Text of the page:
Since 1984, waterfront property in and around the Chesapeake Bay in Maryland has been protected by the Critical Area Commission, which oversees land use programs and ensures consistency between local and state governments. One statewide regulation of which every potential buyer should be aware is that no structure can be built within 100 feet of tidal waters or adjacent wetlands, known as “critical areas,” or within 25 feet of non-tidal wetlands, such as marshes and swamps. Additional setbacks may also come into play depending on slopes and erodable soils, notes Steve McHale, whose company, McHale Landscape Design Inc., creates buffer management plans that include native plants and aim to prevent land erosion.
There are many other local zoning, environmental, and health regulations governing waterfront, so it’s wise to educate yourself prior to buying a property. “There’s always a surprise somewhere, so talk to the county first,” says McHale. “It’s amazing. People will spend lots of time researching which car to buy, but don’t take the time to research when it comes to property,” says Mary Owens of the Critical Area Commission. To save time, headaches, and lots of money, here are a few things to consider:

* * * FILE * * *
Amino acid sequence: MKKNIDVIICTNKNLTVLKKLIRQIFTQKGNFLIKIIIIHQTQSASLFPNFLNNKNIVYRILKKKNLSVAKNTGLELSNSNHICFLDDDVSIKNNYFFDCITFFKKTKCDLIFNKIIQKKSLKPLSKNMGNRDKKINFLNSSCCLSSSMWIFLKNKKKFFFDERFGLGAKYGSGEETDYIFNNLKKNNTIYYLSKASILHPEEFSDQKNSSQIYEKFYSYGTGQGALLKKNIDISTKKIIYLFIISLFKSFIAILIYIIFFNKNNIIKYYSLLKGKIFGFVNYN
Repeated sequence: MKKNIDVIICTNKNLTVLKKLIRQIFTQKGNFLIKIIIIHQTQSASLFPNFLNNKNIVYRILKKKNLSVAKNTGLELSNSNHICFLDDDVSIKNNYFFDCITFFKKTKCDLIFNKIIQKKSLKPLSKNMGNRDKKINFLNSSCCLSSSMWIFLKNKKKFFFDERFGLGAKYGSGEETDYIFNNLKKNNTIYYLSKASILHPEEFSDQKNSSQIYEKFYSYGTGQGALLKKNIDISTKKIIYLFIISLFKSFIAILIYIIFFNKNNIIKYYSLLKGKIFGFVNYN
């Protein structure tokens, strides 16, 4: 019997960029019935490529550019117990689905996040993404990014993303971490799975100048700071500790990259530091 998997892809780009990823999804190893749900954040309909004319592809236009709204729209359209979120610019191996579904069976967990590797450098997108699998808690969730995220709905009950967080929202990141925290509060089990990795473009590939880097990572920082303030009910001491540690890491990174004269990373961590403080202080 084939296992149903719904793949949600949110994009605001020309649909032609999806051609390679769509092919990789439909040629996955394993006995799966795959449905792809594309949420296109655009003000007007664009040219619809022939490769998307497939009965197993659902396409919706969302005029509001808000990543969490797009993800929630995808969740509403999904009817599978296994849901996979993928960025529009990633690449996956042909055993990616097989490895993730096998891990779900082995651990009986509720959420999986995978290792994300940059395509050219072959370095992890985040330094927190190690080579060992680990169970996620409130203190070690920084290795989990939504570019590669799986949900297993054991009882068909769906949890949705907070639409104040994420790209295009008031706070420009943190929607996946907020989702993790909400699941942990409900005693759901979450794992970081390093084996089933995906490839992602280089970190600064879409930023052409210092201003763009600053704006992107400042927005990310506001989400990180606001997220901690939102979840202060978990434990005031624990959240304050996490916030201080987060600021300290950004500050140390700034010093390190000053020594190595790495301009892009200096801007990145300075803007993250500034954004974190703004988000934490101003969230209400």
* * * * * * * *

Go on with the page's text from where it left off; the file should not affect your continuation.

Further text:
Building on the Waterfront
Building a new waterfront house or adding square footage to a smaller existing house is doable, but septic capacity, not the homeowner, will determine just how large the house will be. “Finding septic reserve areas with good percolation (ability of the soil to absorb liquid) can be tricky, especially when there are property line setbacks, critical area setbacks, and setbacks from the well and structure,” cautions Debra Dills, a realtor with Coldwell Banker Eastern Shore Properties.